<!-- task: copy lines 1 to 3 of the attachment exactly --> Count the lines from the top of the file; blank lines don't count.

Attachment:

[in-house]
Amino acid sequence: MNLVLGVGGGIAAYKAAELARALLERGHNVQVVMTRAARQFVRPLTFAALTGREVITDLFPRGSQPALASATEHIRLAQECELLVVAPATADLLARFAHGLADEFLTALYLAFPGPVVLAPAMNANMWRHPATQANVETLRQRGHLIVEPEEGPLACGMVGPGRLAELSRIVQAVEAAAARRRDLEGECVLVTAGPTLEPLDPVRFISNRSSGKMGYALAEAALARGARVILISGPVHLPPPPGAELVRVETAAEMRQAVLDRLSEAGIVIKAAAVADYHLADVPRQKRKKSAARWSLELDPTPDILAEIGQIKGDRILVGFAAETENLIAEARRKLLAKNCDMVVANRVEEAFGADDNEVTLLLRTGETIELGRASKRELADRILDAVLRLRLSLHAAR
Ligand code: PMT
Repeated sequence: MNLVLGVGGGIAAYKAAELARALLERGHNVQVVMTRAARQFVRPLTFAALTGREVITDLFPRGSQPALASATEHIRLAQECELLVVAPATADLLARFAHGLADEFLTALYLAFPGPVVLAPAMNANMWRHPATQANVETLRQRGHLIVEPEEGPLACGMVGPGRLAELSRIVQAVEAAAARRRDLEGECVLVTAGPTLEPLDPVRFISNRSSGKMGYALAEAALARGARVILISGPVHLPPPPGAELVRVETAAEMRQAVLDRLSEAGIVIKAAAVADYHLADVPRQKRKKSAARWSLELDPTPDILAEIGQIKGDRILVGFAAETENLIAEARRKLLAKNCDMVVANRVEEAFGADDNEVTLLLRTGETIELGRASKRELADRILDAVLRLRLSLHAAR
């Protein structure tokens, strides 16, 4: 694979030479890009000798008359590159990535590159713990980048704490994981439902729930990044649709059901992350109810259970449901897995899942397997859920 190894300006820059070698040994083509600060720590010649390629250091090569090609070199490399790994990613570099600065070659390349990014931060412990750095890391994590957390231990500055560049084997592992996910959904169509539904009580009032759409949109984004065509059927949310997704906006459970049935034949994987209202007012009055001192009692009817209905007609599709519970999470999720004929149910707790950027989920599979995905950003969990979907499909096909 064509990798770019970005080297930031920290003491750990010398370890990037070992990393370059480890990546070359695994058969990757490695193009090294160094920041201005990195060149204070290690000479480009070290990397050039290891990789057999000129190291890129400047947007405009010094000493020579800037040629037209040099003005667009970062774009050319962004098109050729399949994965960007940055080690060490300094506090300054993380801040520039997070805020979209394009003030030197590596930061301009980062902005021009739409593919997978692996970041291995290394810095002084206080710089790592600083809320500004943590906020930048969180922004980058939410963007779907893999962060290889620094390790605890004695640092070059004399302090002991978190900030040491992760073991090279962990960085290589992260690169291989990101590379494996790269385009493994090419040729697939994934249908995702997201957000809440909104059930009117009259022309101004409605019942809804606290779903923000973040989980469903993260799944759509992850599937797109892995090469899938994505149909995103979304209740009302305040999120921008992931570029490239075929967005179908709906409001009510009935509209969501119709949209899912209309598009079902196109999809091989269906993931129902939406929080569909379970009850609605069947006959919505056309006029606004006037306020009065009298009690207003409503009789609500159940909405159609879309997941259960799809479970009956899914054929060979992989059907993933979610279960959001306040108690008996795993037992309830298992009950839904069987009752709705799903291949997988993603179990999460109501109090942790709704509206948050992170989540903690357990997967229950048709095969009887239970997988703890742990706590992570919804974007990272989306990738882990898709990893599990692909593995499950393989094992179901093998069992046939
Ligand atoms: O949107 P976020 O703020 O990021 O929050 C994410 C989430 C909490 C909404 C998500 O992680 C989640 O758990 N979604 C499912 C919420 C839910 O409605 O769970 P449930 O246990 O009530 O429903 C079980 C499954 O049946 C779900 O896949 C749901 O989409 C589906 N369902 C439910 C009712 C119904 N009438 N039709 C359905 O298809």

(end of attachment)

[in-house]
Amino acid sequence: MNLVLGVGGGIAAYKAAELARALLERGHNVQVVMTRAARQFVRPLTFAALTGREVITDLFPRGSQPALASATEHIRLAQECELLVVAPATADLLARFAHGLADEFLTALYLAFPGPVVLAPAMNANMWRHPATQANVETLRQRGHLIVEPEEGPLACGMVGPGRLAELSRIVQAVEAAAARRRDLEGECVLVTAGPTLEPLDPVRFISNRSSGKMGYALAEAALARGARVILISGPVHLPPPPGAELVRVETAAEMRQAVLDRLSEAGIVIKAAAVADYHLADVPRQKRKKSAARWSLELDPTPDILAEIGQIKGDRILVGFAAETENLIAEARRKLLAKNCDMVVANRVEEAFGADDNEVTLLLRTGETIELGRASKRELADRILDAVLRLRLSLHAAR
Ligand code: PMT